Wednesday, July 22, 2009

An answer to the answer

I have no reading of the matter.

Mine was just a question.

I understand what is involved: racial prejudice (which lives in contemporary reality as well as the personal and collective memory of American society and its members, notwithstanding great strides forward).

I can understand this, though I have little to help me appreciate the rawness of America's experience of racism.

Until recently, racism, strictly speaking, was rather unknown in Italy, for the simple reason that there were virtually no people of non-European descent living in the country, and very few visitors.

Regional prejudices were strong, however, with people from the North looking down on people from the South.

When, back in the Fifties, many southern Italians moved to the city of Turin, for example, it was not unusual to find places with the notice, "for rent, save to Southerners".

The problem is becoming more strictily racist nowdays that Italy is favored destination of emigrants from North Africa and elsewhere.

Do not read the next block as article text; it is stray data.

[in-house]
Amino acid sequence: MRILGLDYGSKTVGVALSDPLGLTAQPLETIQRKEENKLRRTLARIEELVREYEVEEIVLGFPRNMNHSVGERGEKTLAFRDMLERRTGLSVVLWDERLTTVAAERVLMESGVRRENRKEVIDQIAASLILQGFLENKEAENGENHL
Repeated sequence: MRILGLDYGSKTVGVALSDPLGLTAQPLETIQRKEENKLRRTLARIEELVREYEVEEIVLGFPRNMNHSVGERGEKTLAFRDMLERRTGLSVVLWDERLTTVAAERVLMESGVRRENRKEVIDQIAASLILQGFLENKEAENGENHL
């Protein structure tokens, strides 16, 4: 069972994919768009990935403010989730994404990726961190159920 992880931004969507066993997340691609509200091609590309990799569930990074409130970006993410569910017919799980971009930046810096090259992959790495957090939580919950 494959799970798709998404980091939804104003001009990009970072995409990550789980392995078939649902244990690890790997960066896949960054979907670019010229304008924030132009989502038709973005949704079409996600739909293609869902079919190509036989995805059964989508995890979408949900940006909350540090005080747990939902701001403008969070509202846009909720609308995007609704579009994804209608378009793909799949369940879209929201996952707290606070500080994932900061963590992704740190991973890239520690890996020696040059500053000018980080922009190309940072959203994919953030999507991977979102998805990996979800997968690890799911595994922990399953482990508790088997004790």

Our experience of the phenomenon is very much different from that of African Americans, and of American society generally, though: people come to Italy of their own accord, not on slave ships.

The sensibilities are therefore different, and I recognize that.

As things stand, there was enough to my ears to raise the question, out of simple incredulity: I found it hard - and still find it extremely unpleasant - to believe that policemen might enter a man's house, and gratuitously manhandle him.

If you tell me that this can happen, I cannot but acknowledge the existence of a sad, though simple state of affairs.

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